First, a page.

Mixing technical virtuosity with heartfelt emotion, pianist Robin Spielberg will take the stage at The Center for the Arts in Natick on Friday, Dec. 4.


 

Her hands dancing across the keyboard, pianist Robin Spielberg plays for her audiences the "soundtrack of my life's journey."


Mixing technical virtuosity with heartfelt emotion, she performs songs she composed about her three cats, moving to the country with her family and her grandmother who buried for years the grief of losing a son.


"When I play for audiences, I don't think about technique at all. I've already practiced in the studio," said Spielberg from her home in New Freedom, Pa. "I don't look at a show as a performance. I don't want my technique to show. I like to say I'm sharing music with my audience."


Known as "America's sweetheart of the solo piano," Spielberg will appear Friday, Dec. 4 at The Center for Arts in Natick.


She expects to play songs from her new CD, "A New Kind of Love," along with crowd pleasers and personal favorites from her earlier 14 albums.


"I like to mix things up and in between songs tell stories about what inspired them," said Spielberg. "I tell people I'm like a singer-songwriter who doesn't sing."


Recorded on her trademark Steinway piano, the 15 original compositions, like "Picking Flowers" or "The Orange Fox Waits," evoke soothing natural scenes that transport listeners beyond their everyday distractions.


"Moving with my husband and daughter to New Freedom marked a turning point in our lives. In these songs I wanted to express different ways of finding love for the world," said Spielberg. "I've come to feel most of the major things in my life happen when the audiences weren't there. I wrote these songs to share my appreciation for those moments."


She's planning a surprise treat for the Natick audience which is sure to have a special member.


Spielberg will read passages from her yet-to-be published memoir, "Naked on the Bench: My Adventures in Pianoland."


And she expects to play "Eileen" for her sister Eileen Davis, a Framingham resident who directs the Samaritans Inc.


TCAN Executive Direct David Lavalley said Spielberg creates "visual dreamscapes with her music."


He said her music combined some elements of interpretive pianist George Winston and Enya, an New Age composer from Ireland.


"For me, Robin's appeal is her unique ability to turn her notes into pictures. It's like she's taking you into a daydream," he said.


Lavalley said in two earlier audience-pleasing appearances at TCAN Spielberg proved herself to be "a wonderful, imaginative storyteller."


"Robin is unique among storytellers. She can express herself almost as beautifully in words as in music," he said.


Lavalley said Spielberg kicks off a trio of holiday season musical acts he expects will satisfy a wide range of entertainment tastes.


Grammy-nominated songstress Paula Cole will perform Saturday, Dec. 19 in TCAN's annual benefit gala.


Described by Lavalley as "the Beatles of a capella music, The Bobs will perform on Friday, Dec. 11. And on Saturday, Dec. 12, the Jazz Arts Trio, led by nationally known concert pianist Fred Moyer, will play "exact note by note" transcriptions of several jazz classics.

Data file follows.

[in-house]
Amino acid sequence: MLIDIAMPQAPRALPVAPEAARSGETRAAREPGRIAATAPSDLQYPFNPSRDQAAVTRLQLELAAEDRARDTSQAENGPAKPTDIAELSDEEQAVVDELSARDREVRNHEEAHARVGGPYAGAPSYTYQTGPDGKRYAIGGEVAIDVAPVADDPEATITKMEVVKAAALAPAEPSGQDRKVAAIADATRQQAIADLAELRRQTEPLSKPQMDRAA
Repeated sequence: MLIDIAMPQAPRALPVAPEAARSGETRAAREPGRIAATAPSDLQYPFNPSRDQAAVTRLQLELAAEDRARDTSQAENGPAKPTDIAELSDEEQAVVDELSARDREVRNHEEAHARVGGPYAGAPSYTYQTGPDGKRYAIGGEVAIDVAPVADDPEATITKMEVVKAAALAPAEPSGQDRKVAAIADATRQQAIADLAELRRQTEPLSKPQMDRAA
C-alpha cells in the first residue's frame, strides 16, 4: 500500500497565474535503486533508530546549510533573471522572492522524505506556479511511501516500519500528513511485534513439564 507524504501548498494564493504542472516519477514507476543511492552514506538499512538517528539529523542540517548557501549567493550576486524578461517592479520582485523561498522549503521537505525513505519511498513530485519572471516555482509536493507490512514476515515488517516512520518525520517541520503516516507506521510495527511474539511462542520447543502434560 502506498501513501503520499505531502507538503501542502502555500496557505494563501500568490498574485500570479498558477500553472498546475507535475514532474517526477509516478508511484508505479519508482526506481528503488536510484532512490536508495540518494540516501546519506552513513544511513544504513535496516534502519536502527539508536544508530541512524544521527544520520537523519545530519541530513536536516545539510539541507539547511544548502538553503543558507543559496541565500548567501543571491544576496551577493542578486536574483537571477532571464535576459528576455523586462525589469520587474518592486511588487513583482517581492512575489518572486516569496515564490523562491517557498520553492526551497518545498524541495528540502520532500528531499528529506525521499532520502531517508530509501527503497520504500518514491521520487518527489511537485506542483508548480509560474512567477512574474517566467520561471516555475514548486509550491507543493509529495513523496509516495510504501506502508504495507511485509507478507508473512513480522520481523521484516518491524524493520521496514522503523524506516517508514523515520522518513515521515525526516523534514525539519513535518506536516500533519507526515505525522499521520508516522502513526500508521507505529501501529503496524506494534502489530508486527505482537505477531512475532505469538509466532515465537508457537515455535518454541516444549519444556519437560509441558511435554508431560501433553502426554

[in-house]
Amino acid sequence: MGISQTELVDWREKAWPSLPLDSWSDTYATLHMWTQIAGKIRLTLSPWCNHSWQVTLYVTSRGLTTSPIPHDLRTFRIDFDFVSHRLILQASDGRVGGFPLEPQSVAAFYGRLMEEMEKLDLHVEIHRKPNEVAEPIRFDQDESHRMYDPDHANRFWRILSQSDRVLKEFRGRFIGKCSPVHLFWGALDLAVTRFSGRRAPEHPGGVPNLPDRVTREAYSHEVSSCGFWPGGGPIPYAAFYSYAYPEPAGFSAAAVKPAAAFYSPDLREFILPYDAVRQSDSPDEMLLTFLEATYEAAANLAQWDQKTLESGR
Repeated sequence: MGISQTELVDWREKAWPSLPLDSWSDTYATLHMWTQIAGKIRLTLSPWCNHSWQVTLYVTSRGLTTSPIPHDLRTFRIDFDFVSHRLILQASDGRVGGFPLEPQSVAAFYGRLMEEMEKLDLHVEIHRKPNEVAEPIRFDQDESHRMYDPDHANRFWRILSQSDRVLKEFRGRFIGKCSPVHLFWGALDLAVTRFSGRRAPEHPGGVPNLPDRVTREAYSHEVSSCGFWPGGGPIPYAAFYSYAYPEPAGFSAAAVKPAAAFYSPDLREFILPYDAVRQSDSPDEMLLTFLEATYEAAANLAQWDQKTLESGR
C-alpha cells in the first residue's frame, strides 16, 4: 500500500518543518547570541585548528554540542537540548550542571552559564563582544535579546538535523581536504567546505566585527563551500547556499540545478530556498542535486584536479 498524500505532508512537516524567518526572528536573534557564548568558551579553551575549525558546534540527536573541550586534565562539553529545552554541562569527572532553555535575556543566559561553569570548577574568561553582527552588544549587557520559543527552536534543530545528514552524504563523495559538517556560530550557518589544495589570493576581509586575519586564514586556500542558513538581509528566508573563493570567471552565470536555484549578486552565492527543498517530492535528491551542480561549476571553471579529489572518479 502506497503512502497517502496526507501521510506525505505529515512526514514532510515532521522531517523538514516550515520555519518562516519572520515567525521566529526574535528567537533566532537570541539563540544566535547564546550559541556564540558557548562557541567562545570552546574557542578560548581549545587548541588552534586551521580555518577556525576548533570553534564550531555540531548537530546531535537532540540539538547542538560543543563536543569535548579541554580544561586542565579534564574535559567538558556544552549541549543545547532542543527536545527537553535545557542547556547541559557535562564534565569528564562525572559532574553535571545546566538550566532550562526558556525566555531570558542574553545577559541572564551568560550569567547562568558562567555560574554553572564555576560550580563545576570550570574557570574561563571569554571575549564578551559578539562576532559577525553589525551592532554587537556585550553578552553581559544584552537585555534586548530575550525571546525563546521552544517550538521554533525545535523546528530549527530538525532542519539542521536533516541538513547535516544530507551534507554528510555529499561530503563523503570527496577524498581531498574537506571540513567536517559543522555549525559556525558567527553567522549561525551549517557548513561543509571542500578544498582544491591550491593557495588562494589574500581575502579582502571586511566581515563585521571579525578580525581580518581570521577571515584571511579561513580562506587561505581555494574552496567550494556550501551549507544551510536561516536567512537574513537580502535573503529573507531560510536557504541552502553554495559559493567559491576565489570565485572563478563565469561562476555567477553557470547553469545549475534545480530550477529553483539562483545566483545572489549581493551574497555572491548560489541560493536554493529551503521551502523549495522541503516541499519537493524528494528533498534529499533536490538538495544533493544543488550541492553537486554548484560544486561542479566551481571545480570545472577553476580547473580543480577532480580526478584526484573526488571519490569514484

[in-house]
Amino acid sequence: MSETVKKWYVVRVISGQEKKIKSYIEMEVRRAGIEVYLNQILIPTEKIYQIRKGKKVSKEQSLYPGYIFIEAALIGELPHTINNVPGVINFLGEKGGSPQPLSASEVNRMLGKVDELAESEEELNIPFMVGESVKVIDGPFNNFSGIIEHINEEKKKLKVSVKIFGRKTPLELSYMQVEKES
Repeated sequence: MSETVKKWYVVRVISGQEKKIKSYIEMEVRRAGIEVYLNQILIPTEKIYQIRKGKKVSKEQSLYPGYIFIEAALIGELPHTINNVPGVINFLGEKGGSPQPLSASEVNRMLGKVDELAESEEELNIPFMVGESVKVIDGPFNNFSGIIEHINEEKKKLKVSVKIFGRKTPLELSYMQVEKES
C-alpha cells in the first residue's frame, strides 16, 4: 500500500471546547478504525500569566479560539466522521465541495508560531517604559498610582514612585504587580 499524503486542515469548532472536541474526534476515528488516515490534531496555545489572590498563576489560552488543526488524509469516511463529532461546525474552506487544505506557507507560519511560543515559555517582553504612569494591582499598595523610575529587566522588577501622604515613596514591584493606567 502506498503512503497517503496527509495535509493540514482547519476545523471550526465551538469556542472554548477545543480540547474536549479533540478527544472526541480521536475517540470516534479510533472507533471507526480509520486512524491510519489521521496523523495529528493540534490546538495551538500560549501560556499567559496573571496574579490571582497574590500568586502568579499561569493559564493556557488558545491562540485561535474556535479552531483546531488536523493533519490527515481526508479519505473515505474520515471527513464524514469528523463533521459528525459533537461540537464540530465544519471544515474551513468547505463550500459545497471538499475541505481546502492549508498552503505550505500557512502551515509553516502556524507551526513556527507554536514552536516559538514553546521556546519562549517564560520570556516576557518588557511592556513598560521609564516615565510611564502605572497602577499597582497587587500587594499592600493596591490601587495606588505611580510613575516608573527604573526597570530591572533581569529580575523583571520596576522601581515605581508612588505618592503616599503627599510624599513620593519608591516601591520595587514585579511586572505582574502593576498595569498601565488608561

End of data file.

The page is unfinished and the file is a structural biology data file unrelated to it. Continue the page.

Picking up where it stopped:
"We'll really be offering something special for everyone's musical tastes," said Lavalley.


Spielberg recalled her 20-year career as a mixture of serendipity and disciplined perseverance.


Growing up in New Jersey, she began practicing piano at 7 and shortly afterward composed a song about Hans Christian Anderson's "Ugly Duckling."


Born with perfect pitch, Spielberg believes she inherited her passion for music from her paternal grandfather who played in the NBC symphony orchestra led by Arturo Toscanini.


After graduating with a bachelor's degree in fine arts from New York University, Spielberg spent a few years playing in New York piano rooms where she estimates she memorized between 500 and 700 songs.


She recorded her first of 15 albums in 1993 and went on to sell out Carnegie Hall where she performed before her beloved 93-year-old grandmother. Over the years, she has toured throughout the U.S. and Asia and performed in "more American concert halls than any other living female composer/pianist."


But for Spielberg one of her greatest blessings was the birth and survival of her now-9-year-old daughter, Valerie, who was born prematurely weighing only 12 ounces. While fighting an infection that kept her from her daughter, she asked her husband to play her music on a CD player for her.


"I told my husband, 'I can't see her. Give her Mommy's voice.' It gave us all this hope," she said. Valerie improved and Spielberg made a CD titled "Beautiful Dreamer" based on the experience.


As a result of that experience, Spielberg serves as celebrity spokeswoman for the American Music Therapy Association.


In her spare time, Spielberg devotes herself to her garden where she's planted 500 bulbs this year and grows crepe myrtles from Georgia, peonies and pink, white and red hibiscus. She also described herself as a "ninja pingpong player."


Performing several shows a month, Spielberg is especially looking forward to playing before her sister Eileen and family members and old friends in Natick.


"For me, the piano is my yoga and my Zen," she said. "Once I'm sitting on that bench, I feel great. I feel just right. It feels like I'm home."


THE ESSENTIALS:


The Center for Arts in Natick is at 14 Summer St. in downtown Natick.


Robin Spielberg will perform Friday, Dec. 4 at 8 p.m.


Tickets are $16 and $18 at the door.


After the show, Spielberg will sign copies of her CD.


For information or to order tickets, call 508-647-0097 or visit www.natickarts.org.


For information, visit www.RobinSpielberg.com.